Soap Stars Turn ‘Hope’ Stars in Pure Flix’s HILTON HEAD ISLAND
Published: March 22, 2022
Soap Stars Turn ‘Hope’ Stars in Pure Flix’s HILTON HEAD ISLAND
By Movieguide® Contributor
Planning on turning the soap opera genre up a notch to a self-described “hope opera”, the Pure Flix original series HILTONHEADISLAND: SEASON 1 brings together: acting veterans of soaps with name recognition; the picturesque and exclusive island life of HiltonHead, South Carolina; a plot line involving the personalities in a national television newsroom; the drama of running a large, family-owned business; and the production experience of a proven Christian film making company.
The opening entry of this 22-episode debut season witnesses the distinguished anchor of the nightly newscast collapse on camera after the first few sentences. We quickly learn that anchor Daniel Trisk (Michael Swan of AS THE WORLD TURNS and THE BOLD AND THE BEAUTIFUL) is not just the newscaster, but the founder, owner, and CEO of the ISLE News Network.
Further, the ISLE is a family dominated corporation, with son Christian in the slot of Chief Operating Officer (Carey Scott), son Jude as Chief Financial Officer (Antonio Sabato of GENERAL HOSPITAL), and daughter Trinity as Chief of Network Programming (Christina Collard of NEIGHBOURS, Australia’s longest running soap opera). Note all the Biblical names; even the one adult child not involved with the family business is named Elisha, the “i” pronounced as a long “e” (Crystal Hunt of ONE LIFE TO LIVE). Wife Victoria (Donna Mills of KNOTS LANDING) readily admits, though, that it is her husband Daniel that has always been the one with the strong faith.
With Daniel Trisk’s subsequent comatose state and precarious future comes family power struggles for control of the company and its programming. Along with spouse Victoria and the Trisk siblings, throw in the latter’s spouses, and in addition, various network employees, and the result is ambition on steroids; hence the classic set of subplots of this genre. The clash of two worldviews consequently ensues over the course of the series; it is battle between an “anything goes” paganism pursuing sexual pleasure, fame, wealth, and power versus a Biblical, Christian perspective that promotes faith, truth, prayer, marriage fidelity, sexual purity, and a servant’s heart.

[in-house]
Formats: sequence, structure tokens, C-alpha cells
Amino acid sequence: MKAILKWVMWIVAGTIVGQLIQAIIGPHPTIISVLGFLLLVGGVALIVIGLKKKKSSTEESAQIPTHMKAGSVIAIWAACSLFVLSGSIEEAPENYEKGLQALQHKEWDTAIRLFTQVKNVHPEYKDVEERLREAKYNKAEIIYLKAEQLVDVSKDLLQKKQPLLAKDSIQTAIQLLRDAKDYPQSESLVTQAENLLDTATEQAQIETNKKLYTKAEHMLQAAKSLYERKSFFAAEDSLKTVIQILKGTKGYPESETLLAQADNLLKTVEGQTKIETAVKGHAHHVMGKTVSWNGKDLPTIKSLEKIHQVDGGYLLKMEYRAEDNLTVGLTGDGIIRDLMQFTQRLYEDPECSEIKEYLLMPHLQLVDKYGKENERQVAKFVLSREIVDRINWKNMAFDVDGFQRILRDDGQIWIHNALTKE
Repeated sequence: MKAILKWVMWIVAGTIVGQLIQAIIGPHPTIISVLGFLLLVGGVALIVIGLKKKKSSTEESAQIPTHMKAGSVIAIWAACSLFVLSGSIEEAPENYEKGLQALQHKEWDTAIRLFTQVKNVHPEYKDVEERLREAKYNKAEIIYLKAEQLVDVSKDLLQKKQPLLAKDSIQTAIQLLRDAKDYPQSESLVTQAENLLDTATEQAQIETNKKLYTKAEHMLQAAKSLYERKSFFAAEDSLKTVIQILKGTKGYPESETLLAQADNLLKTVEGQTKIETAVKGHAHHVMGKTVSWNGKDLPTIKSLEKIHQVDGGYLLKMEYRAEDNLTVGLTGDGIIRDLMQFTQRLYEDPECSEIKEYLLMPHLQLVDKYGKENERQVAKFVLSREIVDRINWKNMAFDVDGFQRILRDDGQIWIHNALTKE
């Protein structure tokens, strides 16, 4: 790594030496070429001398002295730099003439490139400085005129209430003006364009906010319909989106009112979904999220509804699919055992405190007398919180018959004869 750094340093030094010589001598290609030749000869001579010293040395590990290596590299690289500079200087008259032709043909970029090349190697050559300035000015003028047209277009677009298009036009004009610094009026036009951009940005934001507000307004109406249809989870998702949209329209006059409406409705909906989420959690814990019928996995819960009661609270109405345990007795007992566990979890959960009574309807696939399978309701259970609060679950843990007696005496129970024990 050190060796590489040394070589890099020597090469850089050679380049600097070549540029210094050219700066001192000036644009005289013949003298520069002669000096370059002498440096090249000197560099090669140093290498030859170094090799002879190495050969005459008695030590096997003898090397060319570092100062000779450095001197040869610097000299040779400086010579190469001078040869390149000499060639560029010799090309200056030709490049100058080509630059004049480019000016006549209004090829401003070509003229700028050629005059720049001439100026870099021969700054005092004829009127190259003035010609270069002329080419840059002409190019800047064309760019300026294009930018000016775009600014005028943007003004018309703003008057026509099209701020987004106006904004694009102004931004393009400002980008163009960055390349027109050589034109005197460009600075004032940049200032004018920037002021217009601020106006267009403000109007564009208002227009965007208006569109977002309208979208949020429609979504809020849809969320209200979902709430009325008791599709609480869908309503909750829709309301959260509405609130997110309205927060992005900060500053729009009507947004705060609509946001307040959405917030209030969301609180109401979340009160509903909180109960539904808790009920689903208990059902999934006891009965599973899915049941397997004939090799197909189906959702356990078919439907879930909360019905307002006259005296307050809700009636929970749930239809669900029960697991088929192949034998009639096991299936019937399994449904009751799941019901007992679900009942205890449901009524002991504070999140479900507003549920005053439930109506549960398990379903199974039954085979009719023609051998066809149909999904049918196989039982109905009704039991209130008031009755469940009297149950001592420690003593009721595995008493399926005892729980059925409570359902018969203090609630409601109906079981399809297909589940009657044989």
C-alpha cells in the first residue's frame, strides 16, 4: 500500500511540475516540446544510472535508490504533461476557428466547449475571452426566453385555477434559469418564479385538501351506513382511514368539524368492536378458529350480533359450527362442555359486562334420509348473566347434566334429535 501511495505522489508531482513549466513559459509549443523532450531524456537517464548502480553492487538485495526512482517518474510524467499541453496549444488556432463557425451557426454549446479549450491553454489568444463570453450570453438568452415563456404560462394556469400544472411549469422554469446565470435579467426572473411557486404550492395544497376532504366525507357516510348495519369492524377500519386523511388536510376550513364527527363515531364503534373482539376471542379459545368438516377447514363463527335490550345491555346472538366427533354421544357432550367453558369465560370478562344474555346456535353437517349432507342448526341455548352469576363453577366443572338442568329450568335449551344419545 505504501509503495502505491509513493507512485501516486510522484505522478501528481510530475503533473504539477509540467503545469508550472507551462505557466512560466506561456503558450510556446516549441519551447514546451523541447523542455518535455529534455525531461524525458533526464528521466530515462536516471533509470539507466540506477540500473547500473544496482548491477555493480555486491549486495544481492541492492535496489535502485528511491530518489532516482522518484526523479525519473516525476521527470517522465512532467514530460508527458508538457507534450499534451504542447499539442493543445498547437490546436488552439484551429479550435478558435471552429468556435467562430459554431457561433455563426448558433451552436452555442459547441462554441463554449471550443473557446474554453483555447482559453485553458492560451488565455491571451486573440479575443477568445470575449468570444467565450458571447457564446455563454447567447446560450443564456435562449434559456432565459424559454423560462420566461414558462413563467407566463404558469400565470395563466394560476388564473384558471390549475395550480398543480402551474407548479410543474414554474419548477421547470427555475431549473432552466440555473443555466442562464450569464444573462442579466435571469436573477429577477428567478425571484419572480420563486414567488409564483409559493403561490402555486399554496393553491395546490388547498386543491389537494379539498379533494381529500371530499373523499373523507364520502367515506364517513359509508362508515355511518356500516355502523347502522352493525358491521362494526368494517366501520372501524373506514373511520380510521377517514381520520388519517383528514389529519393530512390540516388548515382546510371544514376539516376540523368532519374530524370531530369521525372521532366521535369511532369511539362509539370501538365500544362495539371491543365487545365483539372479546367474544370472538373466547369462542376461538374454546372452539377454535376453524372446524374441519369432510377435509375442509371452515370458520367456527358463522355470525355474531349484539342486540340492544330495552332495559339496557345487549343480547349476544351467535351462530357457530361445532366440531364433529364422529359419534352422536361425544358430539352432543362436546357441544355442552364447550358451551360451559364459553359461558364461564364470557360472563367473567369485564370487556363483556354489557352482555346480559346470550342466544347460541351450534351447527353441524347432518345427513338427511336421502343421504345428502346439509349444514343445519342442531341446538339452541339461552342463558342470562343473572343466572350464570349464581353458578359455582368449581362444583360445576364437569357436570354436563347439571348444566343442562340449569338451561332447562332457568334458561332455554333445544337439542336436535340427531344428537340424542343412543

It is family matriarch Victoria that leads the pack of worldly values as, early on, she quickly grabs the reins of CEO and then secretly recruits Chance Montgomery, a young reporter (Jeremy John Wells) from another network to replace her husband as the nightly news anchor; a young reporter with whom she had a secret affair years earlier, and with whom she hopes to rekindle the flame. Further, Victoria hints that she will deny treatment to husband Daniel, even if it would mean his death; insisting Daniel be sent home against the hospital’s wishes starts that ball rolling. Victoria then learns that, though in a coma, he could have mentally registered her lustful recruiting conversations with Montgomery made in Daniel’s immobile presence, which all the more drives her to resist Daniel’s recovery progress.
Victoria’s lust interest Montgomery pursues the same value system, though: during a recruitment phone call, he doesn’t tell Victoria about the woman present in his bathrobe in his New York apartment; and once brought to the ISLE as the news anchor, Chance is connecting with the “weather girl” rather than Victoria.